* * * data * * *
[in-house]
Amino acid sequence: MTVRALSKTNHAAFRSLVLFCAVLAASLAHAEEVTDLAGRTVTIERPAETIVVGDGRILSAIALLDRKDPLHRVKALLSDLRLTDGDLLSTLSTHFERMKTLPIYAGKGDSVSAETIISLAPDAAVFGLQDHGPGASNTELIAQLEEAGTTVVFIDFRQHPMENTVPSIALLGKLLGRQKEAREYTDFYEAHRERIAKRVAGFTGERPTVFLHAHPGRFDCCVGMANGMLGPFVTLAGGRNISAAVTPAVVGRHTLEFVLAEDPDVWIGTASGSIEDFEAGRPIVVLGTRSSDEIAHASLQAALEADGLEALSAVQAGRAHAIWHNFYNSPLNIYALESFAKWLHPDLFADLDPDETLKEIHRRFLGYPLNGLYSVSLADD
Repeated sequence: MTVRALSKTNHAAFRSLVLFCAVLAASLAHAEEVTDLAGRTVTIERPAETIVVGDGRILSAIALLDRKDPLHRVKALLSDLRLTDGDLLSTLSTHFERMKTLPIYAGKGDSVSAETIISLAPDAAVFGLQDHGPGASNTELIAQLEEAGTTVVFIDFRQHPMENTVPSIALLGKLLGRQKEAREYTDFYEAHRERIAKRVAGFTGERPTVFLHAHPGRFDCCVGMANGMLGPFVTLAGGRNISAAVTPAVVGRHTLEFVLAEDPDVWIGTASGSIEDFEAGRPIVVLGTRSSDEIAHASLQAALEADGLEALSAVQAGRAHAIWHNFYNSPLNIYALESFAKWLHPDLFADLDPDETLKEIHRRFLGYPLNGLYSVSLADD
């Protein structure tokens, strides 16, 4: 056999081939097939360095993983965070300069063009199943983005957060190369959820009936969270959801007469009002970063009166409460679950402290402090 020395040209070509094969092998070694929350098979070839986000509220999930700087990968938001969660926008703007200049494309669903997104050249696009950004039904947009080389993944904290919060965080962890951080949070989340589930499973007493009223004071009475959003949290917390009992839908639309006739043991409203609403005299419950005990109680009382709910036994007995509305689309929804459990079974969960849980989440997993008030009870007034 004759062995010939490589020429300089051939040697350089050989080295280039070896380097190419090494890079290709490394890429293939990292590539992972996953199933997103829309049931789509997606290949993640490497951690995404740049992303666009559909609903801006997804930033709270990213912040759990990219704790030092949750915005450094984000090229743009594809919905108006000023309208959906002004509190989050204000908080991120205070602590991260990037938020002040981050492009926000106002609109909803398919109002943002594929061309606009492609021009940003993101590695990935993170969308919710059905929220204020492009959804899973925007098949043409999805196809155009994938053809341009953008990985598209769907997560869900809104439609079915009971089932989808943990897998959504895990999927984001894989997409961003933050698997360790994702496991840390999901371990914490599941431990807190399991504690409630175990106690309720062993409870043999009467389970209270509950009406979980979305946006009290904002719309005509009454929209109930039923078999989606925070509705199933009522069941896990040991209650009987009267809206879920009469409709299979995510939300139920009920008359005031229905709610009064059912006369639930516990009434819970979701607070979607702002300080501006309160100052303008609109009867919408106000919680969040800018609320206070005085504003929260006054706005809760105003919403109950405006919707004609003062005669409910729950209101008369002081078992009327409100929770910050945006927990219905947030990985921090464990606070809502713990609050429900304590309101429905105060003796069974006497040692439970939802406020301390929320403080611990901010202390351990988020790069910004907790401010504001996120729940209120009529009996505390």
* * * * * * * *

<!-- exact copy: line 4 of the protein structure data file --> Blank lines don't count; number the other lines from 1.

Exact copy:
């Protein structure tokens, strides 16, 4: 056999081939097939360095993983965070300069063009199943983005957060190369959820009936969270959801007469009002970063009166409460679950402290402090 020395040209070509094969092998070694929350098979070839986000509220999930700087990968938001969660926008703007200049494309669903997104050249696009950004039904947009080389993944904290919060965080962890951080949070989340589930499973007493009223004071009475959003949290917390009992839908639309006739043991409203609403005299419950005990109680009382709910036994007995509305689309929804459990079974969960849980989440997993008030009870007034 004759062995010939490589020429300089051939040697350089050989080295280039070896380097190419090494890079290709490394890429293939990292590539992972996953199933997103829309049931789509997606290949993640490497951690995404740049992303666009559909609903801006997804930033709270990213912040759990990219704790030092949750915005450094984000090229743009594809919905108006000023309208959906002004509190989050204000908080991120205070602590991260990037938020002040981050492009926000106002609109909803398919109002943002594929061309606009492609021009940003993101590695990935993170969308919710059905929220204020492009959804899973925007098949043409999805196809155009994938053809341009953008990985598209769907997560869900809104439609079915009971089932989808943990897998959504895990999927984001894989997409961003933050698997360790994702496991840390999901371990914490599941431990807190399991504690409630175990106690309720062993409870043999009467389970209270509950009406979980979305946006009290904002719309005509009454929209109930039923078999989606925070509705199933009522069941896990040991209650009987009267809206879920009469409709299979995510939300139920009920008359005031229905709610009064059912006369639930516990009434819970979701607070979607702002300080501006309160100052303008609109009867919408106000919680969040800018609320206070005085504003929260006054706005809760105003919403109950405006919707004609003062005669409910729950209101008369002081078992009327409100929770910050945006927990219905947030990985921090464990606070809502713990609050429900304590309101429905105060003796069974006497040692439970939802406020301390929320403080611990901010202390351990988020790069910004907790401010504001996120729940209120009529009996505390």